While the debate over climate change rages on, energy-efficient features have become a key attraction for today’s home buyers. The National Association of Realtors’ 2009 Profile of Home Buyers and Sellers found that nearly 90 percent of buyers considered heating and cooling bills important, and more than 70 percent wanted high-efficiency appliances. “One of the things that we as advocates of energy efficiency have been encouraged by is a change in home buyers’ and homeowners’ attitudes towards energy efficiency,” says Kateri Callahan, the president of the Alliance to Save Energy.
And why not? Energy-efficient home features help lower your bills while reducing your carbon footprint. On top of that, Uncle Sam is now handing out tax credits worth up to $1,500 when you purchase certain energy-efficient home products. But if you’re planning on going green, you had better get moving, says Celia Kuperszmid Lehrman, deputy home editor at Consumer Reports. “All the tax credits expire at the end of 2010,” she says. “So this is the year to do a lot of those things because Uncle Sam is going to help you pay for it.” To assist consumers who are considering making these upgrades, U.S. News spoke with a number of experts to compile a list of 10 Great Green Home Improvements for 2010.
1. Energy-efficiency audit: Before you can make your home more energy efficient, you need to know where you currently stand. A so-called energy audit, in which an energy professional inspects your home to determine where efficiencies can be created, is a great way for homeowners to figure out which parts of their property need attention. “That is the very first step that any homeowner should take,” says Karen Thull of the Energy & Environmental Building Alliance. “[An energy-efficiency audit] is a great way to kind of measure where there are inefficiencies.” Homeowners can contact their energy company or a contractor about conducting an energy audit, which may be free in some cases. “I’m an energy guy, but I even called my local utility and had their auditor come out [to inspect my house],” says Randy Martin, the former director of energy-efficiency services at the Iowa Association of Municipal Utilities.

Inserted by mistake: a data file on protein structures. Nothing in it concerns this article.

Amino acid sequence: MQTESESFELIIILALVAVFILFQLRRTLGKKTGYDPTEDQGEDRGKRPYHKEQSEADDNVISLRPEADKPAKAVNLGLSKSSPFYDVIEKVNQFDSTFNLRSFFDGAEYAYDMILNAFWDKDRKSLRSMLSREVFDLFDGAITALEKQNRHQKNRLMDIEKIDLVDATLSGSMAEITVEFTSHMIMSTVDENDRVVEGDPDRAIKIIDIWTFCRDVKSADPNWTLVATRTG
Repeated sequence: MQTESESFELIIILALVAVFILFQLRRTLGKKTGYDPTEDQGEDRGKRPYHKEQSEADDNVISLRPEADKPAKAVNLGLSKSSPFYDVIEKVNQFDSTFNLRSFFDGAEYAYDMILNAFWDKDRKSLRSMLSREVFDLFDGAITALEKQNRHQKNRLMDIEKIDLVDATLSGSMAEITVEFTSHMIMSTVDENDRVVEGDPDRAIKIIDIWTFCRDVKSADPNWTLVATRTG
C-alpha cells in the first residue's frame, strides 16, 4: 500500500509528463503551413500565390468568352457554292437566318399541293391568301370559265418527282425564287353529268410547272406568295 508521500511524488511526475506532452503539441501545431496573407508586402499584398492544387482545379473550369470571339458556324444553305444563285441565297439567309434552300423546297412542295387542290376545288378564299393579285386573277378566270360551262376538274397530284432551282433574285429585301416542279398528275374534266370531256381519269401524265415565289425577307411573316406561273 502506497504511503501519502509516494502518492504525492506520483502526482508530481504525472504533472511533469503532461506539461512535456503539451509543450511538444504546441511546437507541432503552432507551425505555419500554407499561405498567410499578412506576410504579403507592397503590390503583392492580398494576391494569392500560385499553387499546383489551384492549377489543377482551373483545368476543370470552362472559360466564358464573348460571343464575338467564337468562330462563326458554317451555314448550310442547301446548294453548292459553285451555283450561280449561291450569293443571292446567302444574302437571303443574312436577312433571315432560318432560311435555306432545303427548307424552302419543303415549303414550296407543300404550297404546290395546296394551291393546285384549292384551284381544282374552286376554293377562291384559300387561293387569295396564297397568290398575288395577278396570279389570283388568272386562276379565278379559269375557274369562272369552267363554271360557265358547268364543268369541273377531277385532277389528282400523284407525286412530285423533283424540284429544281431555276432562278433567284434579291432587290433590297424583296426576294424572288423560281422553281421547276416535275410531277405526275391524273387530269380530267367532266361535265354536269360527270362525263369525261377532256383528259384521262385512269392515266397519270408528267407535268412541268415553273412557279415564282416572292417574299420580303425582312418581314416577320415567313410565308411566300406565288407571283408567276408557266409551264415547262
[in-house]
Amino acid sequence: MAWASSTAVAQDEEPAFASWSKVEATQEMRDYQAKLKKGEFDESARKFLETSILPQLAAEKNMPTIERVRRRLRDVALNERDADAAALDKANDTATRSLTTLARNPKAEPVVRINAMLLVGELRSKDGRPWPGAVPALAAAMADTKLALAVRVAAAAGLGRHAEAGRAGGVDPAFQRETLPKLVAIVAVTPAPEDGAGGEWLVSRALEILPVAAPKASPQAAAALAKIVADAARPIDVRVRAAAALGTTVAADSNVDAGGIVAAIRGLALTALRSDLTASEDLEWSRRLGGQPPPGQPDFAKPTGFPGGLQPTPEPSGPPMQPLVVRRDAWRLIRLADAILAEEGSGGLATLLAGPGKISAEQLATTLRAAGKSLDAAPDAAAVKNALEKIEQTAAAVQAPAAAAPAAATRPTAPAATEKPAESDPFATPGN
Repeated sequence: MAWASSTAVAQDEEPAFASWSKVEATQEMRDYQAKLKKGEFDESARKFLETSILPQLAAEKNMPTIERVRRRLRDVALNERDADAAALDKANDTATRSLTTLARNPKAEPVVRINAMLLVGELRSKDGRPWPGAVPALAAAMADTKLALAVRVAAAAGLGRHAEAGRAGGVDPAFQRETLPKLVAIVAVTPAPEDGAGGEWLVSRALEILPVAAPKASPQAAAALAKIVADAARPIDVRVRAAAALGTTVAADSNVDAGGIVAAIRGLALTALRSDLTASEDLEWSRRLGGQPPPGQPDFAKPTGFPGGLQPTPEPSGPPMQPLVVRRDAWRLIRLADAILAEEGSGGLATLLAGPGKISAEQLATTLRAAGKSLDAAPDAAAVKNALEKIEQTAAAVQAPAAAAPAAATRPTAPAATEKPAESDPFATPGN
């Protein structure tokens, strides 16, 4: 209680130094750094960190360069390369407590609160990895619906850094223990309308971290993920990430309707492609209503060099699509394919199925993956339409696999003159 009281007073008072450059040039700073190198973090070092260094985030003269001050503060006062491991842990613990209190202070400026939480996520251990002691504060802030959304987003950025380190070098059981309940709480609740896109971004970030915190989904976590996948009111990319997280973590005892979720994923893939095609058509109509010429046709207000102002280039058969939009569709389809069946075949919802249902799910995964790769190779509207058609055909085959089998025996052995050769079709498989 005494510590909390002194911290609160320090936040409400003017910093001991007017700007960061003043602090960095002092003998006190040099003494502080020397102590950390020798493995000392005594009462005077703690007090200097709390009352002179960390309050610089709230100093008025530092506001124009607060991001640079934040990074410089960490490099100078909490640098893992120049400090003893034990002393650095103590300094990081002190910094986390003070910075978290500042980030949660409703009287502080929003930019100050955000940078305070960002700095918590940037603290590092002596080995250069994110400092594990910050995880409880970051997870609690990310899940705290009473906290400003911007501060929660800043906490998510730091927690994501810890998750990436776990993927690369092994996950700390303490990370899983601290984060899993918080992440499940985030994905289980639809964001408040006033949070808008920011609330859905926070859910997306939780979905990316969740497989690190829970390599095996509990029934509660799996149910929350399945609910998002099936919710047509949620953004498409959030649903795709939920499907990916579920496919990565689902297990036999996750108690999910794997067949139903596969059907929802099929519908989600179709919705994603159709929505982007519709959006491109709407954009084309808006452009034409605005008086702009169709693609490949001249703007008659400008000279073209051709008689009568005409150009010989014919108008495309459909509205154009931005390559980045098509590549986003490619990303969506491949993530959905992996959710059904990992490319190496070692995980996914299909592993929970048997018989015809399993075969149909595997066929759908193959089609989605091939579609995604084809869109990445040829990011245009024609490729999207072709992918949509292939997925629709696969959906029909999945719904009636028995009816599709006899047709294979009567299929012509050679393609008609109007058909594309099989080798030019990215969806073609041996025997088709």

2. Seal it up: Ensuring that your home is tightly sealed is a key component of energy efficiency. “You can talk about the future of the smart home and all of that,” says Meg Matt, the president and CEO of the Association of Energy Services Professionals. “But it really does come back to the basics of sealing what I call ‘the leaky house.’ ” Plugging up the leaks that allow cold air to slip into your house–and drive up your heating bills–is an important first step. Such leaks are often found near doors and windows, but they can also spring up in your basement or attic. Certain materials used to seal these leaks–such as caulk, spray foam, or weatherstripping–can qualify for federal tax credits. “It’s something that homeowners can do easily,” Thull says. “And there are a lot of different products out there that are able to do [it].” For more specific information on eligibility and the tax benefits associated with different products.